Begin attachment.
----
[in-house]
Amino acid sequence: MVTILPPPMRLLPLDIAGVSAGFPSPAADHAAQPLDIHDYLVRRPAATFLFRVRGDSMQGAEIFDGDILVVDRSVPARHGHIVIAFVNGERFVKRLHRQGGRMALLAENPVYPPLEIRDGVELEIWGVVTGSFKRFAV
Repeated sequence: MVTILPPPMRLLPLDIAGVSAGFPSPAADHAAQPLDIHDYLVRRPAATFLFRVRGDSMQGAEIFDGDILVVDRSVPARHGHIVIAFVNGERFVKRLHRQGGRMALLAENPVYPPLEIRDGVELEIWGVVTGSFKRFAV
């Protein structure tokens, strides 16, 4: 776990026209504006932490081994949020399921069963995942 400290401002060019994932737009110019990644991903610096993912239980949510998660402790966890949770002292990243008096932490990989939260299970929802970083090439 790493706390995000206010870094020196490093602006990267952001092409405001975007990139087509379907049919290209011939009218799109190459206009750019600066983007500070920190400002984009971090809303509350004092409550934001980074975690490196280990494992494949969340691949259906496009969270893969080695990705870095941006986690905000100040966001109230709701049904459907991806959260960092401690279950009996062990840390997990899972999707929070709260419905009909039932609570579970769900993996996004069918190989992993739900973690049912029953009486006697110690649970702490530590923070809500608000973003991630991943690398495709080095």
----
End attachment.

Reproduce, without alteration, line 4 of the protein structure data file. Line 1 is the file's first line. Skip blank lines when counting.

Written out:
């Protein structure tokens, strides 16, 4: 776990026209504006932490081994949020399921069963995942 400290401002060019994932737009110019990644991903610096993912239980949510998660402790966890949770002292990243008096932490990989939260299970929802970083090439 790493706390995000206010870094020196490093602006990267952001092409405001975007990139087509379907049919290209011939009218799109190459206009750019600066983007500070920190400002984009971090809303509350004092409550934001980074975690490196280990494992494949969340691949259906496009969270893969080695990705870095941006986690905000100040966001109230709701049904459907991806959260960092401690279950009996062990840390997990899972999707929070709260419905009909039932609570579970769900993996996004069918190989992993739900973690049912029953009486006697110690649970702490530590923070809500608000973003991630991943690398495709080095």